Within the next two to three years, we are looking at reaching $2 to $3 billion as a conservative estimate and we do see an opportunity to do so,” said Mr AbuShaban.

Mercer does not directly make investments, but allocates clients’ money they have discretion to, to professional asset managers. They also provide advice to clients.

“We have buying power. We can negotiate on their (client’s) behalf with asset managers to provide them lower fees than they otherwise would have to get on their own,” he added.

Mercer Wealth’s clients include sovereign wealth funds, family offices, and insurance companies among others.

From its office in Dubai, Mercer also looks after Africa, India and Turkey, where they also see opportunity for growth.

Wealth creation in Middle East and Africa (MEA) grew 8.5 per cent to $8.1 trillion last year from $7.5tn in 2015, higher than last year’s global average of 6 per cent and the second-highest growth in a region after Asia-Pacific which grew 9.9 per cent, according to consultancy Boston Consulting Group (BCG). In the region, where wealth grew just 1.9 per cent in 2015 compared with 2014, a pickup in oil prices has helped in wealth generation.

BCG is forecasting MEA wealth will rise to $12tn by 2021, growing at an annual average of 8 per cent.

Drivers of wealth generation in the region will be split evenly between new wealth creation and growth of performance of existing assets, according to BCG.

Another general trend in the region is clients’ looking for a comprehensive approach to investing, according to Mr AbuShaban.

“Institutional investors or some of the families are seeing a slowdown in the available capital they have to invest and in that sense they are looking at optimizing the way they manage their portfolios and making sure they are not investing haphazardly and different parts of their investment are working together,” said Mr AbuShaban.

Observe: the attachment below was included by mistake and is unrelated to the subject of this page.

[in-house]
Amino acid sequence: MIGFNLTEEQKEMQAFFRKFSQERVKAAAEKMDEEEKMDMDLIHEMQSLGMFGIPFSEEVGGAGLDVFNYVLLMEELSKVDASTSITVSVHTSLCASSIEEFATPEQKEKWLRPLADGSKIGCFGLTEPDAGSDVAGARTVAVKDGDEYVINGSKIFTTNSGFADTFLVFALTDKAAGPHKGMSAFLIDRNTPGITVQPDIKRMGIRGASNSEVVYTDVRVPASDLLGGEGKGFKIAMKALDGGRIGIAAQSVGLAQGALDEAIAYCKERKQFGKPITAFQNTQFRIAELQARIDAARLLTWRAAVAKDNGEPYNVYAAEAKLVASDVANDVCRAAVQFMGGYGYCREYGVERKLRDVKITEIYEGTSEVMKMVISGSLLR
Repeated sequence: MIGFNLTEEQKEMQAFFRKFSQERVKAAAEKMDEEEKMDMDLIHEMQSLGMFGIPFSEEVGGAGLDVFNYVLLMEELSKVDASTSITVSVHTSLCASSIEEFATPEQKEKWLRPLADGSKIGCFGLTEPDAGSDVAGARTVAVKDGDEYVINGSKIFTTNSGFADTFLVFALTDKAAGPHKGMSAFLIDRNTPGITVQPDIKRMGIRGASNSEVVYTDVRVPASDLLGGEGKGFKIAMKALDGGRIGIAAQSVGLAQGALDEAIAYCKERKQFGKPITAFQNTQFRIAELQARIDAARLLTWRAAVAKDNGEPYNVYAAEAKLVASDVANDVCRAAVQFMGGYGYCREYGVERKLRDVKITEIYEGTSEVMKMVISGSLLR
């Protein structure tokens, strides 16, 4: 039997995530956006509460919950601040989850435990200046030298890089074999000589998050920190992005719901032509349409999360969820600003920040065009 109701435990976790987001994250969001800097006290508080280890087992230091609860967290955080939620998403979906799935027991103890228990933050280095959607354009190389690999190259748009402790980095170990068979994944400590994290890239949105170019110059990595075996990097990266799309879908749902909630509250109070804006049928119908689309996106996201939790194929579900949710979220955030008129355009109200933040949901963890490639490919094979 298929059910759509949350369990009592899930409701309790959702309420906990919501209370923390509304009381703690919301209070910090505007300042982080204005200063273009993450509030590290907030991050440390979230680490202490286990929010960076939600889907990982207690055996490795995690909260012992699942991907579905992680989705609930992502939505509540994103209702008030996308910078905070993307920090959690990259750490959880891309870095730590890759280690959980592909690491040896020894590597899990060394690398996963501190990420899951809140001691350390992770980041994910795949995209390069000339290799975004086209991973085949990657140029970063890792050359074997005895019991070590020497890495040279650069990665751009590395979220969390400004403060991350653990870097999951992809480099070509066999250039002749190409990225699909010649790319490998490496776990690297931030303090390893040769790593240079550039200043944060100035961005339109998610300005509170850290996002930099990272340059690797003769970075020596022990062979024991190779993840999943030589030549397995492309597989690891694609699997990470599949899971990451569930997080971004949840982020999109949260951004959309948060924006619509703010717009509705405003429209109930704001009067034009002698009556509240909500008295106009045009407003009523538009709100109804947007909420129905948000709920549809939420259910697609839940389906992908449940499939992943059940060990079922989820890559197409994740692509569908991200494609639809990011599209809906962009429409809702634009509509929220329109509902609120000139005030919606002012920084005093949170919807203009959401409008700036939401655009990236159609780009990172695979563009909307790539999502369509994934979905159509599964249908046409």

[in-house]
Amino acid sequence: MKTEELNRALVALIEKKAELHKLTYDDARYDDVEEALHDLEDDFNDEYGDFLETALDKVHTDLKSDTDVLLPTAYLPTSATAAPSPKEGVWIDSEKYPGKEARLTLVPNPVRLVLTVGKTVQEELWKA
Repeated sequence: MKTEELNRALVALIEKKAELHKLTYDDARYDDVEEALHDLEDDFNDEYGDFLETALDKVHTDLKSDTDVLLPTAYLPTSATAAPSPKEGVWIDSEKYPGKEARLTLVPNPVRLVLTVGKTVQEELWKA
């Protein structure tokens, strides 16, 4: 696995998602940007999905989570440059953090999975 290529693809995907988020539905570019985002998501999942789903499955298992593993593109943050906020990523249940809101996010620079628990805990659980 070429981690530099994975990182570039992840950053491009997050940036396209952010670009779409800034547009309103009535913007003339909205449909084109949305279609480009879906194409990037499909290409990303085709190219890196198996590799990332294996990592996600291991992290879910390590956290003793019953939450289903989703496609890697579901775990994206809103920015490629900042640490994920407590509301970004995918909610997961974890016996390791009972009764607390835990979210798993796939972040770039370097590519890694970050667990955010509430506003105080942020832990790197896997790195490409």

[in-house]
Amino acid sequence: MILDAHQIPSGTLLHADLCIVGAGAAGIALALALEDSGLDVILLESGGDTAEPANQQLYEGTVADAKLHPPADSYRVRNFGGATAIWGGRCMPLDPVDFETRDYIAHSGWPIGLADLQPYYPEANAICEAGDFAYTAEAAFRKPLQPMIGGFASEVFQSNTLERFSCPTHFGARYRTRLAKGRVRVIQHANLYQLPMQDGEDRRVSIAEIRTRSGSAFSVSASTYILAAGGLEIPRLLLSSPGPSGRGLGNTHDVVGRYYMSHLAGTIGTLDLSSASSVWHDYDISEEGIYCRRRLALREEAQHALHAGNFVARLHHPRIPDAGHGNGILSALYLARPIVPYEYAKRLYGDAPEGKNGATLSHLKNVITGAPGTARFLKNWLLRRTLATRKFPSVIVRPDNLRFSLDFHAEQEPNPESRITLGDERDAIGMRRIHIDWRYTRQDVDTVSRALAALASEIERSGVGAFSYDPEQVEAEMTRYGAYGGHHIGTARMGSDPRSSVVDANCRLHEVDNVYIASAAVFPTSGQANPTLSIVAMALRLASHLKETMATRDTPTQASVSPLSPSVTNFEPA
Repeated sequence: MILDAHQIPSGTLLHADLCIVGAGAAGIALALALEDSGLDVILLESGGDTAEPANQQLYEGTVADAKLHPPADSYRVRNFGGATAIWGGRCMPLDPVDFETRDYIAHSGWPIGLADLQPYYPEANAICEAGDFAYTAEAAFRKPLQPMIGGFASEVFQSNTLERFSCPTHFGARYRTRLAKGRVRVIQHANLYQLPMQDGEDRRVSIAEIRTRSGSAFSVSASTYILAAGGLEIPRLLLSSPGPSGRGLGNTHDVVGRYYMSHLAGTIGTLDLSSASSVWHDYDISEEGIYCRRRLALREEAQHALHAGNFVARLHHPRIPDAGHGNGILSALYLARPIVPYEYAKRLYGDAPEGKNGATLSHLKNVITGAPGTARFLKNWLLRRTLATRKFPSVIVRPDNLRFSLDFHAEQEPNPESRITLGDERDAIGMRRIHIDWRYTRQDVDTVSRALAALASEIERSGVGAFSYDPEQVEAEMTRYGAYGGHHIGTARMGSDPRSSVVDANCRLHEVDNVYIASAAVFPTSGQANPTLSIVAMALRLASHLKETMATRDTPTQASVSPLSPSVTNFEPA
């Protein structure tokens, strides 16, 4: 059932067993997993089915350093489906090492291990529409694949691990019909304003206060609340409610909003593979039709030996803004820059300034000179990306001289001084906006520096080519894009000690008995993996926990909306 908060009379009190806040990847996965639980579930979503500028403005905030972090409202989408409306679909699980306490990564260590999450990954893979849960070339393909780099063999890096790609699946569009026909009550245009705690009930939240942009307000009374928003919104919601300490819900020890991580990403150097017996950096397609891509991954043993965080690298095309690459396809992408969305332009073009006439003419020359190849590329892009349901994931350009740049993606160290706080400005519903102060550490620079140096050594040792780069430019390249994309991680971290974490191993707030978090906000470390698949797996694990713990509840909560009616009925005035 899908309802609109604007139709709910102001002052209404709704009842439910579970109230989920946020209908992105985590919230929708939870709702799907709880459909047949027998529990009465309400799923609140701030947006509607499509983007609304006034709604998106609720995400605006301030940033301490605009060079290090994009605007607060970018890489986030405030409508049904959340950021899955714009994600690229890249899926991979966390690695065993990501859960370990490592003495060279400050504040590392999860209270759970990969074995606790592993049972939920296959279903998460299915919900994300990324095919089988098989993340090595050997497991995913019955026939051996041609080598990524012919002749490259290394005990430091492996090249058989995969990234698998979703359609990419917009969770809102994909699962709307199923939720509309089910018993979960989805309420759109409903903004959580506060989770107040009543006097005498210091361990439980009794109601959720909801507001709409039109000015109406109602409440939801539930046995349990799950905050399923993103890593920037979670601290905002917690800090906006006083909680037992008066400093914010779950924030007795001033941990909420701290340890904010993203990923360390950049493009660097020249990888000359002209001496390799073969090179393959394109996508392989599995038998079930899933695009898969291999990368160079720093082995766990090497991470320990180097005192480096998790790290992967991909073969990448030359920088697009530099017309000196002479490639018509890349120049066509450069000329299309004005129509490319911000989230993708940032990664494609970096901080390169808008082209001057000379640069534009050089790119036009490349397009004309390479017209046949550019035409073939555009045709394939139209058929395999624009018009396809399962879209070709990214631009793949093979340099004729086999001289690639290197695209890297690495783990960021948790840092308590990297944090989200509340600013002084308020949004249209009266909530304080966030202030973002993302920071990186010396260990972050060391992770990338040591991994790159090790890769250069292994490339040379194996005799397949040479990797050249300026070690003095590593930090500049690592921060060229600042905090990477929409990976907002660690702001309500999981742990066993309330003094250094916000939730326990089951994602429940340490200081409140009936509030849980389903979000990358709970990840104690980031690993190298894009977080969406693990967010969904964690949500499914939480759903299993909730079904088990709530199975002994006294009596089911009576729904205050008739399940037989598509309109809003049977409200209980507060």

Some clients also have a higher appetite for risk, given the low interest-rate environment that does not provide enough yield for some institutional investors. These clients are keen to invest in illiquid assets, such as private equity and infrastructure.

“What we have seen is a desire for higher returns in what has been a low-return environment specifically in various fixed income or bonds,” he said.

“In this environment, we have seen a de facto increase in the risk that clients are taking in things like illiquid investments, private equity investments, infrastructure and private debt, those kind of investments were higher illiquidity results in incrementally higher returns.”

The Abu Dhabi Investment Authority, one of the largest sovereign wealth funds, said in its 2016 report that has gradually increased its exposure in direct private equity and private credit transactions, mainly in Asian markets and especially in China and India. The authority’s private equity department focused on structured equities owing to “their defensive characteristics.”


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Company profile

Company name: Fasset
Started: 2019
Founders: Mohammad Raafi Hossain, Daniel Ahmed
Based: Dubai
Sector: FinTech
Initial investment: $2.45 million
Current number of staff: 86
Investment stage: Pre-series B
Investors: Investcorp, Liberty City Ventures, Fatima Gobi Ventures, Primal Capital, Wealthwell Ventures, FHS Capital, VN2 Capital, local family offices

Mountain Boy

Director: Zainab Shaheen

Starring: Naser Al Messabi

Rating: 3/5

Profile Idealz

Company: Idealz

Founded: January 2018

Based: Dubai

Sector: E-commerce

Size: (employees): 22

Investors: Co-founders and Venture Partners (9 per cent)

Married Malala

Malala Yousafzai is enjoying married life, her father said.

The 24-year-old married Pakistan cricket executive Asser Malik last year in a small ceremony in the UK.

Ziauddin Yousafzai told The National his daughter was ‘very happy’ with her husband.

The specs: 2018 Nissan 370Z Nismo

The specs: 2018 Nissan 370Z Nismo
Price, base / as tested: Dh182,178
Engine: 3.7-litre V6
Power: 350hp @ 7,400rpm
Torque: 374Nm @ 5,200rpm
Transmission: Seven-speed automatic
​​​​​​​Fuel consumption, combined: 10.5L / 100km